Finally, the study concluded that community owners should not only depend on satisfying their community members’ transactional needs. Instead, they should invite them to recognize their place and grow with the community.
Community owners and managers should provide opportunities for active participation, sustained involvement, and growth. This will lead to members perceiving the online community as meaningful, fulfilling, and worth committing time and effort.
What is the Best Way to Grow Online Communities Hands-on?
It would be illogical to start going all out with your efforts to build a community organically without knowing precisely what to expect. So here is a list of things you should keep in mind before starting.
Prepare for Rejection
When building your community, you will make a lot of personal requests for members to join. It will prove to be a tedious and slow process, and you will not always have positive responses. Sometimes you will not get any.
You must prepare for when one outreach session does not make your community a sudden success. You should also remember that your announcement and PR publication will not lead to a considerable number of members signing up.
Make One-on-one Invitations not One-to-many
Rather than only making broad announcements to your community, take the time to invite individuals and organizations directly. Learn from what went well and what did not go that well. Rinse and repeat.
Small, humble beginnings that are purpose-driven and built on deeply-knit relationships have a healthier growth pattern. Growing a real community is not about numbers; it’s better to send out ten personal invitations than 1,000 unfocused invitations. So make sure you personalize and direct your message to specific individuals who matter to you and your organization.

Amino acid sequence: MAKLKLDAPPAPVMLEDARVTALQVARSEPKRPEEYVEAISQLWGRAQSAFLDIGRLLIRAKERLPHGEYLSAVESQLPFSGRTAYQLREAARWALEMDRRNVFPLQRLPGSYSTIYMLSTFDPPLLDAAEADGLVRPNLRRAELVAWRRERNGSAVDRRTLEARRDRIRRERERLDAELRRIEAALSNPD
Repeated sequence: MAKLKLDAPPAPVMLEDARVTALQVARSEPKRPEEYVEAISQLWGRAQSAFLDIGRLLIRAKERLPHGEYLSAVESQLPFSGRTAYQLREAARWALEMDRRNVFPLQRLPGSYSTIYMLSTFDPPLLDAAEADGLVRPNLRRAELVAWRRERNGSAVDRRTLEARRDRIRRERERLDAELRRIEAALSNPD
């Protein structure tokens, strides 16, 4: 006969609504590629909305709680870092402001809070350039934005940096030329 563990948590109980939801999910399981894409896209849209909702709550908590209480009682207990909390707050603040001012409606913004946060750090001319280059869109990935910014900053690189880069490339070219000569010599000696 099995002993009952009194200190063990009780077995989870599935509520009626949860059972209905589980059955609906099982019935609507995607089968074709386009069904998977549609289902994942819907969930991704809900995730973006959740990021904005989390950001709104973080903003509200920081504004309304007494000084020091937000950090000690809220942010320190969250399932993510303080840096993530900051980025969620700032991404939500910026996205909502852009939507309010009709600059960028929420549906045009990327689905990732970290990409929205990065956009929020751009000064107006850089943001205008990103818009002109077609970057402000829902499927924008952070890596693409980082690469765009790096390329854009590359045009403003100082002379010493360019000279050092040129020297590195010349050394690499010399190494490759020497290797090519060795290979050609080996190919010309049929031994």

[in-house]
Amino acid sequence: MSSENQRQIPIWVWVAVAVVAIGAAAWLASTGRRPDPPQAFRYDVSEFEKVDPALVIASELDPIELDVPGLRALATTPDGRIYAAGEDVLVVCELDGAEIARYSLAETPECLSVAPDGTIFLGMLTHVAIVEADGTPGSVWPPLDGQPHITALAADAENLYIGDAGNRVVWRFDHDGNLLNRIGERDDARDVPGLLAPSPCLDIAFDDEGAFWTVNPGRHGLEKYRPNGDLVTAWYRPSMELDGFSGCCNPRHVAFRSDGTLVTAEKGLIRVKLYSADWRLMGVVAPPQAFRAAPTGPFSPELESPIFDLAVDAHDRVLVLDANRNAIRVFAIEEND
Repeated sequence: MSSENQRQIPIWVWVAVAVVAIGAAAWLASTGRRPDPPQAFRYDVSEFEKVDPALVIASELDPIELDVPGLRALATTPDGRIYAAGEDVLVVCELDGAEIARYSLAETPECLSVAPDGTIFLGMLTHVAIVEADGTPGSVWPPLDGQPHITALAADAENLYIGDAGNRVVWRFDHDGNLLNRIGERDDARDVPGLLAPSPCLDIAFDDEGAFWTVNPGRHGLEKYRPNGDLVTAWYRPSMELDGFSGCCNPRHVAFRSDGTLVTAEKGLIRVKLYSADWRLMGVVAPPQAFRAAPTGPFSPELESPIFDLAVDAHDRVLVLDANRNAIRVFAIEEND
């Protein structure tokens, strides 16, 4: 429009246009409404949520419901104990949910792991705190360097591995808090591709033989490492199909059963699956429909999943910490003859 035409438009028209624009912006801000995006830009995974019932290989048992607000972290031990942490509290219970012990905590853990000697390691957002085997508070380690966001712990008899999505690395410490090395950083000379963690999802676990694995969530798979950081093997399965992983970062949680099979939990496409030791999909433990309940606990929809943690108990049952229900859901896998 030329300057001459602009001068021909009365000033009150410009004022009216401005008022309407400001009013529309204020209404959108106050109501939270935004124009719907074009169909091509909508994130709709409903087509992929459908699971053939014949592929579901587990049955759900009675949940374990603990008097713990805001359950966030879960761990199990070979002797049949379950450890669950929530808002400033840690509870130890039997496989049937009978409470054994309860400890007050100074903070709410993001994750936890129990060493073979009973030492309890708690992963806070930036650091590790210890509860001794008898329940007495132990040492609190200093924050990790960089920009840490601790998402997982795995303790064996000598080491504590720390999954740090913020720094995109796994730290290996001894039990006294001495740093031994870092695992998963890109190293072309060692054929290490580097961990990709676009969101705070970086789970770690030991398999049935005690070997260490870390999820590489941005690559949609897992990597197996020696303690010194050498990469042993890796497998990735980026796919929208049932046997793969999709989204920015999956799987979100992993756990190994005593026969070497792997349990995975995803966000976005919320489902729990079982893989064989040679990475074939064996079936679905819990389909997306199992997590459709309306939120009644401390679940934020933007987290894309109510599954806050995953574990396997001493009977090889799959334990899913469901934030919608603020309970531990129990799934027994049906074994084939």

Treat Your First Few Members Like a Rare Gem
Yes, you should treat your first few members so well as though your life depended on it. Why? Well, the life of your newly established community does rely on it.
Growing an online community takes time, and it’s all dependent on sustainable, unbreakable connections that cannot be fast-tracked. So take your time and build strong bonds with the first few members of your online community.
In the beginning, you may wonder at least a few times whether you’re wasting your time because it may seem like no one cares. That’s when you should remind yourself not to quit.
Give Precedence to Your Mission Over Growth
Of course, you want to grow your community reasonably fast. But you need to create trust and a mission-focused community of a small band of members before moving towards scaling.
— NYLA (@nylafellows) April 4, 2019
So don’t prioritize growth above your mission being engraved in the minds of your members. Giving precedence to your growth over your mission will erode your community’s value for those seeking engagement with other like-minded members. Your community will deliver value by serving the members. Growth just for the sake of growth serves no purpose.
Find out how to effectively build your online community. Download The Association Community Compendium – How to harness the collective power of your members.